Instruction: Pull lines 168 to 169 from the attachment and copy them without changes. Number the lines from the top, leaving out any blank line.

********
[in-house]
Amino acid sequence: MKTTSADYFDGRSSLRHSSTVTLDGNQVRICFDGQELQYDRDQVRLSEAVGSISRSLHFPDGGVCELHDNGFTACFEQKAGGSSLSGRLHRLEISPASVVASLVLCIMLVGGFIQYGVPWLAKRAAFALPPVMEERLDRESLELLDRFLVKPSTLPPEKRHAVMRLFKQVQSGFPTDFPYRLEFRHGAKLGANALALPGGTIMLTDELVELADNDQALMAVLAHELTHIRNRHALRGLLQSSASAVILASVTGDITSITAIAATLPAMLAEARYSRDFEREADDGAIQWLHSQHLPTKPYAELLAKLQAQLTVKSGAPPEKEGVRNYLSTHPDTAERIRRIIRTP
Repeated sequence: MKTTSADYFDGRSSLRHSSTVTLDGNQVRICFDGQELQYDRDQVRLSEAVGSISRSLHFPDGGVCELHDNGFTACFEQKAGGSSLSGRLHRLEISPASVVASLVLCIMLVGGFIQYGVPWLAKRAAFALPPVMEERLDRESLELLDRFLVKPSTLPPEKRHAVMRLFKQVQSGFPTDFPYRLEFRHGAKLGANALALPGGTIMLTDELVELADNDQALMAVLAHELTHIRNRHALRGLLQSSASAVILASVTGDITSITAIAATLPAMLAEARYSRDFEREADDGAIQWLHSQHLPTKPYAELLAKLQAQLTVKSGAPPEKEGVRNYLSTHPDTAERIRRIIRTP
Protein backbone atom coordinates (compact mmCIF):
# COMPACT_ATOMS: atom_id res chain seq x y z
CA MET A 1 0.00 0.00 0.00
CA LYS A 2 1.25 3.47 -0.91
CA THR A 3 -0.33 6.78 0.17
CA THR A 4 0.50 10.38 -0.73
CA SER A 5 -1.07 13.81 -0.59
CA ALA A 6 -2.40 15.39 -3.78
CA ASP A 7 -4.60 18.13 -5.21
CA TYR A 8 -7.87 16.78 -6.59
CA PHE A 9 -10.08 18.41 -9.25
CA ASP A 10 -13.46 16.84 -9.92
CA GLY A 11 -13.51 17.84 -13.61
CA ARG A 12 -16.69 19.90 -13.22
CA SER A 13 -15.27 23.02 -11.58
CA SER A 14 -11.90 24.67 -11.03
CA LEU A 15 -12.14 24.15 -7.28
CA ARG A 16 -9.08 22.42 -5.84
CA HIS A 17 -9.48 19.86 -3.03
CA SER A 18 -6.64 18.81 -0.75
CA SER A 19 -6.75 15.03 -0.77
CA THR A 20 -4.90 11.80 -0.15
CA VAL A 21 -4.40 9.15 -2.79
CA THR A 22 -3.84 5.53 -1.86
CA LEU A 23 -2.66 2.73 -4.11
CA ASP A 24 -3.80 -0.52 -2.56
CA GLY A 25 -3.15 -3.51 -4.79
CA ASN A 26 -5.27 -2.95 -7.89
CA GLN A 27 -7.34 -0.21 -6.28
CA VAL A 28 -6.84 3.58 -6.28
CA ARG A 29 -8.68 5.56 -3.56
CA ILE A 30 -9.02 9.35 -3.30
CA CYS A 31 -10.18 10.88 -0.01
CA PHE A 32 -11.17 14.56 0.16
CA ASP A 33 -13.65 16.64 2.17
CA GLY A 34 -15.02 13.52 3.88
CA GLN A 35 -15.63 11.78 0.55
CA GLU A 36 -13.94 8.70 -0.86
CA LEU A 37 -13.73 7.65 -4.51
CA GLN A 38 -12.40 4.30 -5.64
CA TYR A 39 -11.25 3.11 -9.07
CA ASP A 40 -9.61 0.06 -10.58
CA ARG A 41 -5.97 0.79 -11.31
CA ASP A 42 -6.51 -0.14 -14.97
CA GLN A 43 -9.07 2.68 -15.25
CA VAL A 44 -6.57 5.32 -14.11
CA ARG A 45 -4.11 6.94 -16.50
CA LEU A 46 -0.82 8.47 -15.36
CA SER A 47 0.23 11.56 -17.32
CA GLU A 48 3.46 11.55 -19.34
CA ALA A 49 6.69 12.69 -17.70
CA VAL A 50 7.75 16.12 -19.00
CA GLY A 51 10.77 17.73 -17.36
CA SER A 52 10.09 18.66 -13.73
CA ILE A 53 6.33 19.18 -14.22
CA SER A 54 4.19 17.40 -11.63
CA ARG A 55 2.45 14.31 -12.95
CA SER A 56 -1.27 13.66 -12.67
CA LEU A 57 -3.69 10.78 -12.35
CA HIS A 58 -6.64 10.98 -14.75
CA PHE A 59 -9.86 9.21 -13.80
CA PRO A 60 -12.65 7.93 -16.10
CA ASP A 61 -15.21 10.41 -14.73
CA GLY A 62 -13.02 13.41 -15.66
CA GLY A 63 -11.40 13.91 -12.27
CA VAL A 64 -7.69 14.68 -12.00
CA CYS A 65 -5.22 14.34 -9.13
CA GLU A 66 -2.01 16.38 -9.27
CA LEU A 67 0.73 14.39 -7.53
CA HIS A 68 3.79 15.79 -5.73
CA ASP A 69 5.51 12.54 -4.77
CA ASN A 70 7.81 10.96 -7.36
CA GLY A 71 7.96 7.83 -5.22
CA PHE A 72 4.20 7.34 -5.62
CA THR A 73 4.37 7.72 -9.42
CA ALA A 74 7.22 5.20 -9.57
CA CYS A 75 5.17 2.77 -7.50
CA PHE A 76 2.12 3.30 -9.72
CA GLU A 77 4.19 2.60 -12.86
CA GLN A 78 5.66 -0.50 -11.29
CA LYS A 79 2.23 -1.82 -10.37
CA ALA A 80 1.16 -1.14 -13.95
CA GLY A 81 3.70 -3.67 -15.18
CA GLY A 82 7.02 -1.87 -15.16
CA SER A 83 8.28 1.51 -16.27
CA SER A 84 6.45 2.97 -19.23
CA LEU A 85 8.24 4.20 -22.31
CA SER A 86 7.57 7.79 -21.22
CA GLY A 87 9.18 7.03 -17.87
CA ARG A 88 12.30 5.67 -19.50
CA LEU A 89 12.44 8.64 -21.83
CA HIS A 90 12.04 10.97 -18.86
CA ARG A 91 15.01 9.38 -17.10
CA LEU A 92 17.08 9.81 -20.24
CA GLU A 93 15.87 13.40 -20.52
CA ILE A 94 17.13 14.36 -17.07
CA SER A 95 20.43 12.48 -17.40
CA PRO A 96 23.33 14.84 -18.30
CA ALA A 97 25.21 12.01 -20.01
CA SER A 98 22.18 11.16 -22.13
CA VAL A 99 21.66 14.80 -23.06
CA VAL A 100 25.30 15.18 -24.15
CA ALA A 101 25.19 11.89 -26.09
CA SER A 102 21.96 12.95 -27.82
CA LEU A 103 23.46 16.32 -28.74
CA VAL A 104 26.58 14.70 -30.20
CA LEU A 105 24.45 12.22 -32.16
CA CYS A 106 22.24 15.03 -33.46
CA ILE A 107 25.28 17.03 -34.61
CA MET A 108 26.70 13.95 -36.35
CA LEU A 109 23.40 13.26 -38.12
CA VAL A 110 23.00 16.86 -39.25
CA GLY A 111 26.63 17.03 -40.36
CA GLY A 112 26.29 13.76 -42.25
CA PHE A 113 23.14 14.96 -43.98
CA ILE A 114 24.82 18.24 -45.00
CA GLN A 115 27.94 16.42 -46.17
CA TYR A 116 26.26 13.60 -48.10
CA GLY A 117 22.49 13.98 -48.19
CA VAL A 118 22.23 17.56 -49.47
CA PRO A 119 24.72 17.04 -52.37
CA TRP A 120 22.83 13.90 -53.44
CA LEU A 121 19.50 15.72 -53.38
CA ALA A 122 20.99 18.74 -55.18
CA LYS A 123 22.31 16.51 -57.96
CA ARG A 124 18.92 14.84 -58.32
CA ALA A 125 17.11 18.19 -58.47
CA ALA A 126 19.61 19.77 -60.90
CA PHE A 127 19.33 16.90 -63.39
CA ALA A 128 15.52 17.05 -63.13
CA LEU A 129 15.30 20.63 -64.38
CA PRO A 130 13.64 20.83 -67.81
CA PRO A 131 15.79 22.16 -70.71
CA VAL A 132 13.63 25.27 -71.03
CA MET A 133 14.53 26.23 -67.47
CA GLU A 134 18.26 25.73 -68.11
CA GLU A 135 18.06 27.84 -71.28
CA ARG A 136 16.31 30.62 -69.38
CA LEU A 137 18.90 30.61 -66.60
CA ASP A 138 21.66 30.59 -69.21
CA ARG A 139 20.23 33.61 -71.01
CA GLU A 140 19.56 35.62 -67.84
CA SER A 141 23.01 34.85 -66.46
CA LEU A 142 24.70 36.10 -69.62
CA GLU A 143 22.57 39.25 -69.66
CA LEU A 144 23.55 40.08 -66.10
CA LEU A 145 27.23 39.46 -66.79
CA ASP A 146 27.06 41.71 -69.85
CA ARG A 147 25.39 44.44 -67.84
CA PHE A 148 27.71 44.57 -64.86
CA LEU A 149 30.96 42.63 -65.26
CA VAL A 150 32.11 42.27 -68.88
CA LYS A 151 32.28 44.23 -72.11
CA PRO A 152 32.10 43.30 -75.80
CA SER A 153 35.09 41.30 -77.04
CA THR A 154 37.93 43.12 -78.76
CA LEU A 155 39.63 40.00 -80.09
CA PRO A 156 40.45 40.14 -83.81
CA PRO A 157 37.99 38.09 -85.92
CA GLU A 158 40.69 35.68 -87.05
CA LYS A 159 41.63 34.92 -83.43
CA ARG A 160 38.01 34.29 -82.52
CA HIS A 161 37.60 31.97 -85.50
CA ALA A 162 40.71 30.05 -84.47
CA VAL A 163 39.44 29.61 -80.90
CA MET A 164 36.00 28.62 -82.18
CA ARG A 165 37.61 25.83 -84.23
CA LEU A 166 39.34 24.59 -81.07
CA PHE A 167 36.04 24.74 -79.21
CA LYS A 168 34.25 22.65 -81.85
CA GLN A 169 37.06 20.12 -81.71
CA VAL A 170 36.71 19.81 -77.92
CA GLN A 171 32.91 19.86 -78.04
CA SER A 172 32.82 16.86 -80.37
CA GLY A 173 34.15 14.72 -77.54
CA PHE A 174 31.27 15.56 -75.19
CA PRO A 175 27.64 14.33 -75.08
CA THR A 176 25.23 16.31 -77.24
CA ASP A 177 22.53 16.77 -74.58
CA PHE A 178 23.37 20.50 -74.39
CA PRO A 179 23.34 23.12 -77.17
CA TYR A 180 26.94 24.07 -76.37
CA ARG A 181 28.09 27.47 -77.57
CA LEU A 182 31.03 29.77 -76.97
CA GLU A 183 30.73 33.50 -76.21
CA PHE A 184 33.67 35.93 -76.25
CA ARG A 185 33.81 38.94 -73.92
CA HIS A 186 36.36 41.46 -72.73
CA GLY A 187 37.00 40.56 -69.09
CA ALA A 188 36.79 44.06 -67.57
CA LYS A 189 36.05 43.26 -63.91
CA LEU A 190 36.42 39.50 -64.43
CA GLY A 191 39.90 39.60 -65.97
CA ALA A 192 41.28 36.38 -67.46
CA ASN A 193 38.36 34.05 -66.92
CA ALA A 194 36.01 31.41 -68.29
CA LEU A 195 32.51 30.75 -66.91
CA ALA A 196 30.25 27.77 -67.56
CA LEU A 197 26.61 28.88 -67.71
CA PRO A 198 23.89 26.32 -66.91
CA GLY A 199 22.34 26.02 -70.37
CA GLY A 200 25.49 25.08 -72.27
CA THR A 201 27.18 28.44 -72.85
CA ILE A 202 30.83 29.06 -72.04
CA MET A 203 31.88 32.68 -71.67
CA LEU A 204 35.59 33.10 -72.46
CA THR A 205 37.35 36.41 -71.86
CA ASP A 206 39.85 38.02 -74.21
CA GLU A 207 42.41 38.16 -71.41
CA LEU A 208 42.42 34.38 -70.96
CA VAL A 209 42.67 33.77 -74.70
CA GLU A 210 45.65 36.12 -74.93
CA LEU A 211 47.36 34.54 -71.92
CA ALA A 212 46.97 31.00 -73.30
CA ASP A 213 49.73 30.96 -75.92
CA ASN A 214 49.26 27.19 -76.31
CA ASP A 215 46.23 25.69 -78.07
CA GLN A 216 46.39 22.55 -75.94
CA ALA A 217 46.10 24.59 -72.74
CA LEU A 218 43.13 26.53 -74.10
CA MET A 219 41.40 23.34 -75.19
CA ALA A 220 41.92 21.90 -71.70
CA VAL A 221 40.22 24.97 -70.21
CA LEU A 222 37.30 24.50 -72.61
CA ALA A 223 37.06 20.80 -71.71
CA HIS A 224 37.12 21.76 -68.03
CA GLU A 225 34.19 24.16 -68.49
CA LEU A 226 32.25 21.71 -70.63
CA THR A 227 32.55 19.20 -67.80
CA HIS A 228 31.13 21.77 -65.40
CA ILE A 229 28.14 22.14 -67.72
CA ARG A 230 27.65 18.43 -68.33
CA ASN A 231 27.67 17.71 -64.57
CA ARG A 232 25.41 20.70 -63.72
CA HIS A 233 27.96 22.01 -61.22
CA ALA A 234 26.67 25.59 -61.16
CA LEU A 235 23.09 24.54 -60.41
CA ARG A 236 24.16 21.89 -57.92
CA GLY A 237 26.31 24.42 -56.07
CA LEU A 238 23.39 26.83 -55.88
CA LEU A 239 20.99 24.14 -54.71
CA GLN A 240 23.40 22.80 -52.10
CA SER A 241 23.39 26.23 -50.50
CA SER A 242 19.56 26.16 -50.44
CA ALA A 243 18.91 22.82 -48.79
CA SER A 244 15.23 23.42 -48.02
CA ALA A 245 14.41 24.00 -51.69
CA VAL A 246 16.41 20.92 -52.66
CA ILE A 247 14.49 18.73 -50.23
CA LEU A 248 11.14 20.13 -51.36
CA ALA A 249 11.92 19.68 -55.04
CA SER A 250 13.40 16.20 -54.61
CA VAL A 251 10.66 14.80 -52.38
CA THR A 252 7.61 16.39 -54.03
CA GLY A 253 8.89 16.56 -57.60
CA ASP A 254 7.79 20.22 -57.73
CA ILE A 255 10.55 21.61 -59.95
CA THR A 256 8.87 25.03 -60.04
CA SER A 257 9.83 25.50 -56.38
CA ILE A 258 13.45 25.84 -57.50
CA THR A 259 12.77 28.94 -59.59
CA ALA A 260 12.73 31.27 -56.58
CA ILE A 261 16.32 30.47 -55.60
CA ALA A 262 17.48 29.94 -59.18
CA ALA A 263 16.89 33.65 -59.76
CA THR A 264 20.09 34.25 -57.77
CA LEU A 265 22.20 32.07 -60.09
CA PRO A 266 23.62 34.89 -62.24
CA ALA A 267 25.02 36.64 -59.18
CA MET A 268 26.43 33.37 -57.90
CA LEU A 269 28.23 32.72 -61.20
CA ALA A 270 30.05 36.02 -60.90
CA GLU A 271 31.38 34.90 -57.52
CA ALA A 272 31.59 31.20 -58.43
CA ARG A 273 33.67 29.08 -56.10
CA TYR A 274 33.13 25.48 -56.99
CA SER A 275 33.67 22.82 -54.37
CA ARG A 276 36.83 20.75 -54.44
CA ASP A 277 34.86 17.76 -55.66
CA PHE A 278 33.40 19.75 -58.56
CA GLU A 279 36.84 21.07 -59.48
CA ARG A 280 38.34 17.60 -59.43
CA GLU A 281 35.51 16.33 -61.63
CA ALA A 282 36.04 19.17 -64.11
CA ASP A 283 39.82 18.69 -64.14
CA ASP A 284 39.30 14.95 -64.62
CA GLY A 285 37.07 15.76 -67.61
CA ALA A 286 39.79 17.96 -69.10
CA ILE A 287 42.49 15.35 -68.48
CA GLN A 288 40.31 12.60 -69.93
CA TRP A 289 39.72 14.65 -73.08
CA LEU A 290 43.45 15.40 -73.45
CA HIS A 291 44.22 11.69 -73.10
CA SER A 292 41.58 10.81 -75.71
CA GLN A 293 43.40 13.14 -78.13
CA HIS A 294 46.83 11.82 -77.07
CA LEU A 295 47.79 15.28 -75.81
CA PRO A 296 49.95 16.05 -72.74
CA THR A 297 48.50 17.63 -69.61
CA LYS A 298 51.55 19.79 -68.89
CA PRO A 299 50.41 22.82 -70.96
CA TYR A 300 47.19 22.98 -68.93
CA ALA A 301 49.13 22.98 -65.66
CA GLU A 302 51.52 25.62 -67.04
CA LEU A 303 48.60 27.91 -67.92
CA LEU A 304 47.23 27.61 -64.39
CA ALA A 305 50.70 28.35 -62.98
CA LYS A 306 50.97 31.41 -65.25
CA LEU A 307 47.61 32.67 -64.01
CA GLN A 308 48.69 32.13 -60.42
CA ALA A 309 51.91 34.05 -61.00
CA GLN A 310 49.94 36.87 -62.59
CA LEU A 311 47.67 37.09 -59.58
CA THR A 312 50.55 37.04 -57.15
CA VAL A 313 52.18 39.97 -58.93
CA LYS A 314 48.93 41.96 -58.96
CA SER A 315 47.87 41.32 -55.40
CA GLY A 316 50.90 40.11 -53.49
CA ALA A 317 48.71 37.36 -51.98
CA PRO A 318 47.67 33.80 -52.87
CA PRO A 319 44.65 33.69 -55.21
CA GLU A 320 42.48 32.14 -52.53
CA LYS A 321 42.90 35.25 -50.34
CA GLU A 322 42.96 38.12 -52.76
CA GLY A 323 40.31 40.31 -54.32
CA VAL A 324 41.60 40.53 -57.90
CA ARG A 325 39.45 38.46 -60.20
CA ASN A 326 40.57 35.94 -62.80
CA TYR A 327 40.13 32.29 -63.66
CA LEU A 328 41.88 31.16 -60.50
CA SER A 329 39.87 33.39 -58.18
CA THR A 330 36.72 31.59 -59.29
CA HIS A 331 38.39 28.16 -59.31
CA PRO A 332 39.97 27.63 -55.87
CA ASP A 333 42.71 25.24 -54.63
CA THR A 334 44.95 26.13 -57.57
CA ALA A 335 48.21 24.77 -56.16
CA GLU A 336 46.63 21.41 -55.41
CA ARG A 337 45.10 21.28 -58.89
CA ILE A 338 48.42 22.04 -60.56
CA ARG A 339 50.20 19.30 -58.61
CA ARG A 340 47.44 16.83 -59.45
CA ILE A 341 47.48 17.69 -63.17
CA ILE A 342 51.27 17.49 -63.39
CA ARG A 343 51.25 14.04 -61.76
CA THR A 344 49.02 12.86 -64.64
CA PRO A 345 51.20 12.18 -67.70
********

CA VAL A 163 39.44 29.61 -80.90
CA MET A 164 36.00 28.62 -82.18